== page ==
Dapporto L.,Istituto Comprensivo Materna Elementare Media Convenevole da Prato
Journal of Zoological Systematics and Evolutionary Research | Year: 2010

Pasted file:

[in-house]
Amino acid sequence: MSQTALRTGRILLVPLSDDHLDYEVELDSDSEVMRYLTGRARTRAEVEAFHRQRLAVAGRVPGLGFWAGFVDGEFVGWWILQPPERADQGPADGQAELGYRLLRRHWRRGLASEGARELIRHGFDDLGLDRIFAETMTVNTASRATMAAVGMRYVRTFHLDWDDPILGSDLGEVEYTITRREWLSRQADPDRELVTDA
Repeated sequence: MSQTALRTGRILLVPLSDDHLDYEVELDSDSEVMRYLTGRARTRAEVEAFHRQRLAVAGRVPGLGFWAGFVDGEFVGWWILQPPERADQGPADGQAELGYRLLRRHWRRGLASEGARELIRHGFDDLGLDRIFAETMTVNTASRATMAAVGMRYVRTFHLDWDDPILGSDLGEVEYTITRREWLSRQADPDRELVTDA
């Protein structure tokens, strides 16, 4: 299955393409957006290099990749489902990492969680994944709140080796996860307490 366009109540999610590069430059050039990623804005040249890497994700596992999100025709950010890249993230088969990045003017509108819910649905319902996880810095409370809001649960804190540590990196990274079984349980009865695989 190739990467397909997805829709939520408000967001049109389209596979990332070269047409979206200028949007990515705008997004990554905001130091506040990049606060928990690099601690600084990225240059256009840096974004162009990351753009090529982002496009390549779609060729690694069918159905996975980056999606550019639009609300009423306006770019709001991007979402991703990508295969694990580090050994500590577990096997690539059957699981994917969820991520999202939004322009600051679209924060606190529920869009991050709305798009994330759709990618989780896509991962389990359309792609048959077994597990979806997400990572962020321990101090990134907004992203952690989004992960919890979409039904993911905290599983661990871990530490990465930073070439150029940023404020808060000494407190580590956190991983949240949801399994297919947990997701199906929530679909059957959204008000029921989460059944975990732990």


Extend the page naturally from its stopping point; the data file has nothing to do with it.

Migration of populations to and from glacial refugia is responsible for various cases of speciation and subspeciation in Europe. The pattern of distribution and the degree of diversification between lineages originated by isolation in different glacial refugia usually depends on ecological traits, especially to their dispersal ability. Zerynthia polyxena is a philopatric species, scattered in small populations and rarely colonizing mountain areas. These characteristics probably caused repeated isolation during the Quaternary and may have favoured diversification. Actually two studies, based on both morphological and genetic data, suggest the existence of two highly distinct lineages in Europe having in Northern Italy their contact zone. In this study, I applied geometric morphometrics to male genitalia and demonstrated that (i) two morphotypes exist in Europe approximately facing on the two sides of the Po River; (ii) the two lineages probably survived glaciations in Italy and the Balkan Peninsula, respectively; then the Balkans lineage expanded to Central and Eastern Europe; (iii) no hybrid populations seem to exist in the contact area and, in one locality at least, the two lineages live in sympatry without any evidence of intermediates. These results suggest that (i) two sister species of Zerynthia exist in Europe. Accordingly, Papilio cassandra Geyer, 1828 is reinstated, as Zerynthia cassandra stat. rev., as the species to which the Zerynthia from Italy South of the Po River belong. Male genitalia differences with Zerynthia polyxena are described. © 2009 Blackwell Verlag GmbH. Source